Gretchen Mol on Reimagining “American Gigolo” for Showtime
The actress stars with Jon Bernthal in the TV adaptation of the 1980 Paul Schrader film
Gretchen Mol has always had fine taste when it comes to picking TV and film projects.
The 49-year-old actress has starred in the likes of Donnie Brasco, Rounders, The Notorious Bettie Page, Manchester by the Sea and 3:10 To Yuma on the big screen, while her TV output has included Boardwalk Empire, Mozart in the Jungle and Yellowstone. Along the way she’s also worked with Spike Lee, Abel Ferrara, Woody Allen and Paul Schrader, each of whom utilized her elegant combination of glamour, strength and intelligence.
Mol’s latest role is something of a reunion with Schrader. American Gigolo, which debuted on Showtime on Sept. 9, is a contemporary version of Schrader’s hugely popular 1980 film of the same name, which starred Richard Gere, although the Taxi Driver and First Reformed screenwriter isn’t involved in the remake.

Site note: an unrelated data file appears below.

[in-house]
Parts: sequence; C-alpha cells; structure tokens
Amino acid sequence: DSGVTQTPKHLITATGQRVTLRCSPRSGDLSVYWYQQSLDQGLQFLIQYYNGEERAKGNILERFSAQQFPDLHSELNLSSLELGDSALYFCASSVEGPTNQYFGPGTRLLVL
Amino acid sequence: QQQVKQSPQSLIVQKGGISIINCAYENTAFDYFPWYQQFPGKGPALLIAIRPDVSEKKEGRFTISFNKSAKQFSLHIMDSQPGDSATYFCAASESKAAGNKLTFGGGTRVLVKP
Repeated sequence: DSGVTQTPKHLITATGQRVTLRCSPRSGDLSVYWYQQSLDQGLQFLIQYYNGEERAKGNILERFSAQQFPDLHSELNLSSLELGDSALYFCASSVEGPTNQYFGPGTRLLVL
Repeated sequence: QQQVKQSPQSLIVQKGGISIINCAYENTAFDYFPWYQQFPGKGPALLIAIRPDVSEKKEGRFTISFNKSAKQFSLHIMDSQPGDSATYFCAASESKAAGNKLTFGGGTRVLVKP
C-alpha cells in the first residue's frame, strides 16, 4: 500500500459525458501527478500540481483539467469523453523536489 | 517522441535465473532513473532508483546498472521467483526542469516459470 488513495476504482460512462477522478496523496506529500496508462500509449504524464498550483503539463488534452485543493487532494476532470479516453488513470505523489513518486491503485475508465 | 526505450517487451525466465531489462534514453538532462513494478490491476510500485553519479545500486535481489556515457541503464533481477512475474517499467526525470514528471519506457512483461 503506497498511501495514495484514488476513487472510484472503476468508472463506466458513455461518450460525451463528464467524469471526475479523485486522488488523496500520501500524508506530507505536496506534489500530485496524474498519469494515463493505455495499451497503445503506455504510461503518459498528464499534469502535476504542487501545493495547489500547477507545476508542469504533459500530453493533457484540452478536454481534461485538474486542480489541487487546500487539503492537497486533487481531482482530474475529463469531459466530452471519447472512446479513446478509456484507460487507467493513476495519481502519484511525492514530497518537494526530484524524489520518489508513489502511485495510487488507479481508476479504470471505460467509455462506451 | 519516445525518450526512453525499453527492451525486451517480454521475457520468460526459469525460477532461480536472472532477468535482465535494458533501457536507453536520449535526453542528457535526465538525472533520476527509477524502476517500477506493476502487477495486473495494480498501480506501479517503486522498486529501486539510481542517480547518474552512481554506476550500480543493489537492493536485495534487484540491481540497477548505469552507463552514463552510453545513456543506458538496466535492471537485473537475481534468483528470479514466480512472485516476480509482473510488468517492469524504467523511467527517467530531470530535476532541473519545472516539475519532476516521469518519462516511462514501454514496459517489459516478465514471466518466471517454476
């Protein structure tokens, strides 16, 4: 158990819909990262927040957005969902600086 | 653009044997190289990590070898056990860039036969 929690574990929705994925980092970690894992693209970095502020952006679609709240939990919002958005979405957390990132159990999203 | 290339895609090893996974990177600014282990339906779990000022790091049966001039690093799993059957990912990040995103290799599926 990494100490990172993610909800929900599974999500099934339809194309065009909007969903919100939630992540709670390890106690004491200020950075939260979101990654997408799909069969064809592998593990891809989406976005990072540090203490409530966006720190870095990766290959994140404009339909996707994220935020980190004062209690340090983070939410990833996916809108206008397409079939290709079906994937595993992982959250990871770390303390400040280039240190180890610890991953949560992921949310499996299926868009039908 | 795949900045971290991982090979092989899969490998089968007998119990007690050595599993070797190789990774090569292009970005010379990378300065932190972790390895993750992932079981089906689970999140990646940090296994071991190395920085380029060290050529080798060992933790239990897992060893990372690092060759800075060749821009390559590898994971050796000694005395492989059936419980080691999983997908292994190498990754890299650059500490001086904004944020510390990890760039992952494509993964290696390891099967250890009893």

This time around, it’s Jon Bernthal who takes on the lead role of Julian Kaye, a former male escort who spends 15 years in prison for a murder that he didn’t commit. After a death-bed confession leads to his release, Kaye struggles to find his way in the modern-day Los Angeles sex industry, all while searching for the truth about the person who framed him. At the same time, Kaye looks to reconnect with his one true love Michelle, played by Mol.
InsideHook recently had the chance to sit down and talk to Mol about American Gigolo and the timeliness of its story, while she also broke down just how exciting and electrifying it is to work with Bernthal.
InsideHook: How did you get involved in American Gigolo?
Gretchen Mol: It was on my birthday actually that I got the call they were interested in me for the character of Michelle Stratton. They sent over the script. It was such a such a great read. Of course, I always read things for the character. But I was also just totally on a ride reading the script.
Was it always told in a non-linear fashion?